Mathilde hasn't worn the bandeau tiara since her wedding day -- it was on loan from her new mother-in-law, Queen Paola. The tiara collection of the Belgian royal family is quite small, as many tiaras have been bequeathed to daughters who married into other royal houses, and Princess Lilian, the second queen of Leopold III, sold several tiaras as well. Perhaps it's time for the Belgians to start combing estate sales for some brand-new antique bling?
The blushing bride at this royal wedding was Marie-Chantal Miller, one of the famous "Miller Sisters." She and Pavlos were introduced by Alexander Papamarkou, a longtime associate of the Greek royals. They dated for a few years before their engagement around Christmas of 1994, and during this ceremony, Pavlos became the first of King Constantine's children to marry.
Overall, M-C was clearly channelling Grace Kelly, with the high-necked lace Valentino dress, but somehow it doesn't work as well as Grace's did. For one, the antique lace of the veil, IMO, clashes a little with the lace used in the dress.
The tiara, though, is just perfect -- it's the Greek Antique Corsage Tiara, given by Queen Ingrid to Anne-Marie on her 18th birthday. I love diamonds on a bride!
PHOTO CREDITS: Getty Images
The bride at this royal wedding started off the day as Miss Sarah Ferguson, with a Victorian-esque crown of flowers atop her head rather than a fancy tiara.
She ended the day as HRH The Duchess of York, wearing the York Wedding Tiara, which had been hidden under the flowers all along. They were removed when the couple disappeared momentarily to sign the wedding registry; when she reappeared, legally married and royal, she was wearing the tiara.
This was a brand-new tiara, purchased from Garrard's by the Queen and Prince Philip as a wedding gift for their new daughter-in-law. Sarah kept the tiara after her divorce, and it hasn't been seen since then; if we see it again in public, it would likely be on either Beatrice or Eugenie.
I like the tiara itself, although the top point is a little too tall for my taste -- I just wish she would have worn it through the entire wedding service. I like the idea of a visual transition from commoner to royalty, but I just thought the flowers were too heavy. Thoughts?
Ah, Princess Anne's tiara/veil combination -- the tiara, of course, is Queen Mary's Fringe Tiara, the same one worn by Queen Elizabeth when she married Prince Philip in 1947. It's a good sparkler, but it sort of gets lost in all of Anne's 1970s/1170s hair, doesn't it? I never could quite figure out whether this wedding wanted to be totally groovy or totally medieval...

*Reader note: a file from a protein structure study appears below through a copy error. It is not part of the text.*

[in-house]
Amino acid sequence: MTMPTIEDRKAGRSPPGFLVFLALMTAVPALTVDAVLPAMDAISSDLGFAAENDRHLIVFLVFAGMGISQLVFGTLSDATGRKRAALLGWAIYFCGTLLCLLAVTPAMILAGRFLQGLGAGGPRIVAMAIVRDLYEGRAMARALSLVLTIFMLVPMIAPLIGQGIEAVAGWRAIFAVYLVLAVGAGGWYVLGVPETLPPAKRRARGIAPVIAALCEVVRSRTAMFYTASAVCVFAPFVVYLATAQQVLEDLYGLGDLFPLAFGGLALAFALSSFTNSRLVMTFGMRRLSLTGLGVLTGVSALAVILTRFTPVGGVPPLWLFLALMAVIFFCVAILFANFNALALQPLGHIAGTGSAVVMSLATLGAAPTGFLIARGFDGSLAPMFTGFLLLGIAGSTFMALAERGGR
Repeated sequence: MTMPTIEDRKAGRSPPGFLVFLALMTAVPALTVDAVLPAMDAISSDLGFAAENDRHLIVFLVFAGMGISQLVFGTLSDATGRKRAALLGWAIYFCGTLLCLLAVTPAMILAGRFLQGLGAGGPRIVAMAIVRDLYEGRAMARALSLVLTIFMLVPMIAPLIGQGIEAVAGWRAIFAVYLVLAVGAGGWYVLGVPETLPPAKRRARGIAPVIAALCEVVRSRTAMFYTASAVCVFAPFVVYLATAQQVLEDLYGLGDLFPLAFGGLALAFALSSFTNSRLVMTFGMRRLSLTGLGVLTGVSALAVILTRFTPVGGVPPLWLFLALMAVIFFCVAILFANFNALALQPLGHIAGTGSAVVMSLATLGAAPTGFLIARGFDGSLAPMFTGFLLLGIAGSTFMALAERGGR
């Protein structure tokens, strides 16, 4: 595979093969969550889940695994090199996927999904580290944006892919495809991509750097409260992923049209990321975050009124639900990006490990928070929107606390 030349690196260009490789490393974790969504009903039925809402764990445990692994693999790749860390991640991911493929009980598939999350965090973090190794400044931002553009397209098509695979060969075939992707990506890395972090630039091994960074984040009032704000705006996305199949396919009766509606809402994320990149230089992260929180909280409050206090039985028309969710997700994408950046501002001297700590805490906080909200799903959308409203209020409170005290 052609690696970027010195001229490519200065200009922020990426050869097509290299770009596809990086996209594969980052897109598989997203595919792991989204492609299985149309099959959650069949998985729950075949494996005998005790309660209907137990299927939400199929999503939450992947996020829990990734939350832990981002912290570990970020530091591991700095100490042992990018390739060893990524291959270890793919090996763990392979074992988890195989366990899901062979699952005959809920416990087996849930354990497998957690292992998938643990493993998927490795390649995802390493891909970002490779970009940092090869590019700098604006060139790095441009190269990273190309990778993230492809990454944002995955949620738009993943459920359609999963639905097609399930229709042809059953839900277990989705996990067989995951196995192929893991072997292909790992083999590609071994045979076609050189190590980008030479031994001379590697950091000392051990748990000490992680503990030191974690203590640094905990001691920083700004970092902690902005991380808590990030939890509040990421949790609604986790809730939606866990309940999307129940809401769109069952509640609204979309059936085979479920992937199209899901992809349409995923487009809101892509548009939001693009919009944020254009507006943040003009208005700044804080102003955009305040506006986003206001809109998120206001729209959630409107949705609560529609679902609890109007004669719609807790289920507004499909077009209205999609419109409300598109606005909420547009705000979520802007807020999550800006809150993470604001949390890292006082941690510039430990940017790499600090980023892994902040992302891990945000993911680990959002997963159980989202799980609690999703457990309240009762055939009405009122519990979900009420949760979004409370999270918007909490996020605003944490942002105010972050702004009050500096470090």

How's this for a beautiful royal bride? Princess Anne-Marie of Denmark became the Queen of Greece when she married her cousin (several times over), King Constantine II. Since she was a Danish royal bride and descendant of Queen Ingrid, she wore the Danish wedding tiara: the Khedive of Egypt Cartier Tiara.
The heirloom tiara was also worn by Anne-Marie's two sisters at their weddings, and by Anne-Marie's daughter, Alexia, and Benedikte's daughter, Alexandra, at theirs. (Should Benedikte's daughter Nathalie have, as planned, a religious wedding, it seems likely that she'll wear it, too. Also: did you all hear that Nathalie had her son and named him Konstantin? Seems like a nod to her uncle, doesn't it?)
It's through Anne-Marie that this tiara has moved from Danish to Greek hands -- Ingrid gave the tiara to Anne-Marie. Some have questioned the decision to send the Danish wedding tiara out of Denmark, but it's one more reminder that many of these tiaras, though they appear on the world stage, are ultimately personal property.
Walking here with King Frederik and Queen Ingrid of Denmark is one of the queens at the Greek wedding who is still a queen today: Queen Sirikit of Thailand, wife of King Bhumibol Adulyadej.
Sirikit has one of the biggest jewel boxes around, and she has many tiaras that look very similar to one another, so much so that I'm ultimately guessing a little about this tiara's identity. Based on the black-and-white photo, I think this is Sirikit's Diamond Tiara. Love the way this one cascades down the sides of her head. Beautiful!